DD: Are there photographers who inspire you? What else inspires you?
Marija Strajnic: It's hard not to get affected by something in this vortex of images that is revolving around us and around the world. The first photographer that always comes to my mind when I get asked this question is my dear friend F.M.J Botham, whose work I can always deeply relate to. Also geniuses such as Janya Ishigami, Bruno Dumont, Conor Oberst and Ingmar Bergman, for example, always hit that spot in me. Besides that, I'm inspired by the complexity of feelings in everyday life, and I'm trying to bring out the epic of that commonness as something recognisable and intimate to anyone who observes it.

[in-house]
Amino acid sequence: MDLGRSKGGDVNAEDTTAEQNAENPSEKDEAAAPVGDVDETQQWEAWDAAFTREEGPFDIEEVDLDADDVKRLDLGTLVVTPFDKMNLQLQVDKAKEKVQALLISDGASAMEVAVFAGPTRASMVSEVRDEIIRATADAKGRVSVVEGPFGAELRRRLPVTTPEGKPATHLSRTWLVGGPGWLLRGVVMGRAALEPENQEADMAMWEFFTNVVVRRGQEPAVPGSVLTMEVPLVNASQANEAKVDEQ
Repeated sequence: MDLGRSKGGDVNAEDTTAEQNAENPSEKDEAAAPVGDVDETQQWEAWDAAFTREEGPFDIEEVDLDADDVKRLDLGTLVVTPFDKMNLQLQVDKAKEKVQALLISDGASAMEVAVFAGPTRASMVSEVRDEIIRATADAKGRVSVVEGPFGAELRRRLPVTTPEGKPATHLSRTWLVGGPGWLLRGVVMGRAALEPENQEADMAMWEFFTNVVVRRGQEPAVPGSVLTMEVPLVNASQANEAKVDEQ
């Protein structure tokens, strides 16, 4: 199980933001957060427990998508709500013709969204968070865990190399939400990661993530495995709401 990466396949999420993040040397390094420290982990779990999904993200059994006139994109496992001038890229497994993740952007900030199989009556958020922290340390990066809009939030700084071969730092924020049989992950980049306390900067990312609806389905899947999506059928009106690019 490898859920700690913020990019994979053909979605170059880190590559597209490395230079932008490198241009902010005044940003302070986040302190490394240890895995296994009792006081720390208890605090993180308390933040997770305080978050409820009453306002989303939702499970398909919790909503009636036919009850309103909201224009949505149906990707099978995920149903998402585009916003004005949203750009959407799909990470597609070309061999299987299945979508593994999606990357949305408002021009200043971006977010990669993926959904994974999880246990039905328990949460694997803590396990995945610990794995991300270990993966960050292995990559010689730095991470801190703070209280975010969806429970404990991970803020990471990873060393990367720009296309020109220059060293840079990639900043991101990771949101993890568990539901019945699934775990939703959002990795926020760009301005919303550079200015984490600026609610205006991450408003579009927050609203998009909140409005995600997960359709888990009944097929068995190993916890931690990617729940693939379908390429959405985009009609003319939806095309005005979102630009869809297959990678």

DD: What have you been working on recently?
Marija Strajnic: I finally have some time to do something other than co-authoring the Serbian national exhibition at Venice Biennale this summer in Itlay, so I am happy to share an album cover design that I've done for Stray Dogg, my favourite band at the moment. Plus I'm in the middle of finishing my first photo book called Fifth Element.